American rabbi; born at Kolin, Bohemia, 1814; died near Cincinnati, Ohio, June 22, 1871. He was descended from a family of Talmudists, his great-grandfather, Jacob Illowy, having been rabbi of Kolin. He studied in his native city, later at the school of Moses Sofer in Presburg, and received the degree of Ph.D. from the University of Budapest. Illowy continued his studies at the rabbinical college in Padua under S. D. Luzzatto, and then returned to his native country, where for a time he was engaged in teaching; but political conditions forced him to look for a rabbinical position elsewhere. He was prominently mentioned as a candidate for the position of "Land-rabbiner" of Cassel ("Allg. Zeit. des Jud." 1850, p. 326), but, not being elected, he emigrated to the United States, where he was successively rabbi at Syracuse, New Orleans, and Cincinnati.

Illowy was one of the ablest champions of Orthodoxy, being a man of great Talmudic learning and an accomplished linguist. He was one of the promoters of the rabbinical conference held at Cleveland in 1855; but, the general feeling at that gathering being in favor of Reform, he did not exercise the influence to which his scholarship and eloquence entitled him. He wrote numerous articles for the Jewish press. Those published in S. R. Hirsch's "Jeschurun" are a specially valuable source of information concerning the condition of American Judaism. One of his sons, Henry Illoway of New York, is a medical writer.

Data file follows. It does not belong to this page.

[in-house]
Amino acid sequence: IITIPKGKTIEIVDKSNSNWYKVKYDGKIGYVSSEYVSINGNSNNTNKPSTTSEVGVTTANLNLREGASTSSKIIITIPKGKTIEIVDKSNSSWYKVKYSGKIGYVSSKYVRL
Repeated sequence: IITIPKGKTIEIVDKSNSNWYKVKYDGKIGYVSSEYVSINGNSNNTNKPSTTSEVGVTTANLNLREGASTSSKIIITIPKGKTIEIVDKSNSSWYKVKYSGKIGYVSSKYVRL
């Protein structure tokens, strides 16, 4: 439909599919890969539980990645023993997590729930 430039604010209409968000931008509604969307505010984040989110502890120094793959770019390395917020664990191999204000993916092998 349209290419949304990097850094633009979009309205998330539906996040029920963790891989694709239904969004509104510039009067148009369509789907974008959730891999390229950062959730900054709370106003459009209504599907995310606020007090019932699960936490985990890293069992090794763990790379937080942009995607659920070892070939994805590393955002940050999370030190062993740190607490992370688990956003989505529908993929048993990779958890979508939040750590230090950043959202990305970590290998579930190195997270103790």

• Phrenological Journal, quoted in Allg. Zeit. des Jud. 1869, p. 157;
  • American Israelite, June 30, 1871.
A. D.
Images of pages